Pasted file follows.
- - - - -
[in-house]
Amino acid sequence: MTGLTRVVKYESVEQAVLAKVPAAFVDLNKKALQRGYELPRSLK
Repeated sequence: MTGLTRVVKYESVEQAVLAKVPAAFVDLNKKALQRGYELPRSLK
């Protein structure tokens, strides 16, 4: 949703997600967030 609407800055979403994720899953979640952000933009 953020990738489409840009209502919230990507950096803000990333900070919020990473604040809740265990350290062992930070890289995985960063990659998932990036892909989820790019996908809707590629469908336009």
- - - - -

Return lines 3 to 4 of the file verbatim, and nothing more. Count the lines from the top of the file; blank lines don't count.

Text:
Repeated sequence: MTGLTRVVKYESVEQAVLAKVPAAFVDLNKKALQRGYELPRSLK
């Protein structure tokens, strides 16, 4: 949703997600967030 609407800055979403994720899953979640952000933009 953020990738489409840009209502919230990507950096803000990333900070919020990473604040809740265990350290062992930070890289995985960063990659998932990036892909989820790019996908809707590629469908336009």